Email Marketing

Beyond the Banner: New Ways to Brand in the Online Channel

Strategic Branding — Auckland, NZ

March 27th, 2006

Seminar by

Branding campaigns appear in many forms online besides the ubiquitous banner ad. There are blogs, RSS feeds, paid search ads (e.g. Google AdWords), contextual ads, natural (organic) search listings, text link ads, microsites, and podcasts, to name a few.

  • Gain an understanding of each of these channel’s unique benefits and where each fit in your brand strategy
  • Learn best practice techniques applicable to these new channels, with numerous examples

Thought Leaders Commune on Email Marketing – Part 2

August 30th, 2005


Originally published in MarketingProfs

Spam filters tend to be the bane of the email marketer’s existence. Getting past them is a serious challenge, and it is becoming increasingly harder. How can an email marketer consistently bypass those spam filters?

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Thought Leaders Commune on Email Marketing – Part 1

August 23rd, 2005


Originally published in MarketingProfs

Left to its own devices, email marketing is unlikely to survive. However, if email marketers take responsibility for developing great strategy and execution, we are likely to bring on its evolution.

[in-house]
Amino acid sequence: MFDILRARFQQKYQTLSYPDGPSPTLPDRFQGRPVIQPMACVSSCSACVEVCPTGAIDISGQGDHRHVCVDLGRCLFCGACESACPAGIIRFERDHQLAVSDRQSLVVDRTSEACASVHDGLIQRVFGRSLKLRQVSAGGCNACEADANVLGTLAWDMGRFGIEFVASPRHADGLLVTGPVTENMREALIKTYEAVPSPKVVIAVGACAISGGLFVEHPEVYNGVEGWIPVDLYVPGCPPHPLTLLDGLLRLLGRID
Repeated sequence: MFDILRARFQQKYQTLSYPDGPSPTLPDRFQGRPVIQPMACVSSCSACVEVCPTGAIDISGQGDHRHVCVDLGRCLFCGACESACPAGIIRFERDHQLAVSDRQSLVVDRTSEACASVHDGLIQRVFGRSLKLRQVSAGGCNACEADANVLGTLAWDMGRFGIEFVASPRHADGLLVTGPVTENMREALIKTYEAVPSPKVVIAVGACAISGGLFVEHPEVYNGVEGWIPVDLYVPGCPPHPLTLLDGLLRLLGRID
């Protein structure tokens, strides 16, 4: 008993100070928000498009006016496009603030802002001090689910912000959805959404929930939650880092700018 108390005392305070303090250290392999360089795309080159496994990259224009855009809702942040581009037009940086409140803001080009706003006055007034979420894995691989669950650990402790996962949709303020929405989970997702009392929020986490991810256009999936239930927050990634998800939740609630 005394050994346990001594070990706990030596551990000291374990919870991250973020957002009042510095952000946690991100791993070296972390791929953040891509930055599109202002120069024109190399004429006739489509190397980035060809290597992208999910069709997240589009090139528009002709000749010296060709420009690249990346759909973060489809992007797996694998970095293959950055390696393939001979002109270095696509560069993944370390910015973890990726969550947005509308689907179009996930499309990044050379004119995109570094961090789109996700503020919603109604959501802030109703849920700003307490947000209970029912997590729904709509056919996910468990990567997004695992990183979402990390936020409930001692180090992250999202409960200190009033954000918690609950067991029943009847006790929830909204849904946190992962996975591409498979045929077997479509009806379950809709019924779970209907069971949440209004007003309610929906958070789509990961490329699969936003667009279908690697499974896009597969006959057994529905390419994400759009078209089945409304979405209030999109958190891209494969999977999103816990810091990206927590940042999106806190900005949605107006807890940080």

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Email Marketing Teleconference

August 22nd, 2005


Originally published in MarketingProfs

In this teleseminar, Netconcepts’ founder Stephan Spencer moderates a panel of email marketing experts, including Chris Baggot, Rok Hrastnik, Eric Kirby, Jim Sterne, and Shar VanBoskirk. The output of which is an insight into email marketing’s true power and potential. Produced by

Read the Executive Summary: part 1 and part 2

Download the Transcript: PDF (300 K)

GOOD email marketing is like mastering the 15-second soundbite

May 3rd, 2005


Here’s a startling bit of research, done by EmailLabs and written up in MarketingSherpa, for all of you folks responsible for crafting email campaigns and newsletters:

This [past] fall tens of millions of emails from permission mailers were tested for a brand new metric: actual read time.
Turns out 15-20 seconds was the average. Consider the last email campaign or newsletter you sent. Could a typical reader skim the entire thing, digest the graphics, and decide to click on the best item for them in just 15-20 seconds?

Yes, people. You read that right. The read time of your precious prose is, on average, a lousy 15 seconds… 20 seconds, tops!